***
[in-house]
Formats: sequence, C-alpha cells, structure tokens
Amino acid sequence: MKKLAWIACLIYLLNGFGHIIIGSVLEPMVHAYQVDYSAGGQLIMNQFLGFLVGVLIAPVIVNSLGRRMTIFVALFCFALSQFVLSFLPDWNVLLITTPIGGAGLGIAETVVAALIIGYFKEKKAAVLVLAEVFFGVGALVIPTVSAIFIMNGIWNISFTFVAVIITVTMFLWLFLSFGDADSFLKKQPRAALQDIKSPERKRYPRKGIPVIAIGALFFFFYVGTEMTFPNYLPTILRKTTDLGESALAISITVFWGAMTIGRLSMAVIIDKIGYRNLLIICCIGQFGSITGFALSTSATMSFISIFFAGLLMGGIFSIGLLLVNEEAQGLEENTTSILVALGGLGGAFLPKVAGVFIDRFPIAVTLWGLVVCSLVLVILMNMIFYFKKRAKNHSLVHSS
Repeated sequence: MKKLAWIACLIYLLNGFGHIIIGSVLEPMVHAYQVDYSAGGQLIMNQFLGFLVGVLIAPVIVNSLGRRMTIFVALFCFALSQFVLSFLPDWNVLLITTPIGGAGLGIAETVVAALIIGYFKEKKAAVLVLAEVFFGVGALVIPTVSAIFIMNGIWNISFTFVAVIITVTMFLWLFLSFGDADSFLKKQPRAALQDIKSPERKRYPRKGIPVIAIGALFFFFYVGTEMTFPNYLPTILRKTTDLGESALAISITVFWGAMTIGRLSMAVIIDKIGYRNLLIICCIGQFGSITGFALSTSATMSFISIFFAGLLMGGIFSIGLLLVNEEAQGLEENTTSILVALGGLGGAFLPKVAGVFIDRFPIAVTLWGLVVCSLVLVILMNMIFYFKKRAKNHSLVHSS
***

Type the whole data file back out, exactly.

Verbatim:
[in-house]
Formats: sequence, C-alpha cells, structure tokens
Amino acid sequence: MKKLAWIACLIYLLNGFGHIIIGSVLEPMVHAYQVDYSAGGQLIMNQFLGFLVGVLIAPVIVNSLGRRMTIFVALFCFALSQFVLSFLPDWNVLLITTPIGGAGLGIAETVVAALIIGYFKEKKAAVLVLAEVFFGVGALVIPTVSAIFIMNGIWNISFTFVAVIITVTMFLWLFLSFGDADSFLKKQPRAALQDIKSPERKRYPRKGIPVIAIGALFFFFYVGTEMTFPNYLPTILRKTTDLGESALAISITVFWGAMTIGRLSMAVIIDKIGYRNLLIICCIGQFGSITGFALSTSATMSFISIFFAGLLMGGIFSIGLLLVNEEAQGLEENTTSILVALGGLGGAFLPKVAGVFIDRFPIAVTLWGLVVCSLVLVILMNMIFYFKKRAKNHSLVHSS
Repeated sequence: MKKLAWIACLIYLLNGFGHIIIGSVLEPMVHAYQVDYSAGGQLIMNQFLGFLVGVLIAPVIVNSLGRRMTIFVALFCFALSQFVLSFLPDWNVLLITTPIGGAGLGIAETVVAALIIGYFKEKKAAVLVLAEVFFGVGALVIPTVSAIFIMNGIWNISFTFVAVIITVTMFLWLFLSFGDADSFLKKQPRAALQDIKSPERKRYPRKGIPVIAIGALFFFFYVGTEMTFPNYLPTILRKTTDLGESALAISITVFWGAMTIGRLSMAVIIDKIGYRNLLIICCIGQFGSITGFALSTSATMSFISIFFAGLLMGGIFSIGLLLVNEEAQGLEENTTSILVALGGLGGAFLPKVAGVFIDRFPIAVTLWGLVVCSLVLVILMNMIFYFKKRAKNHSLVHSS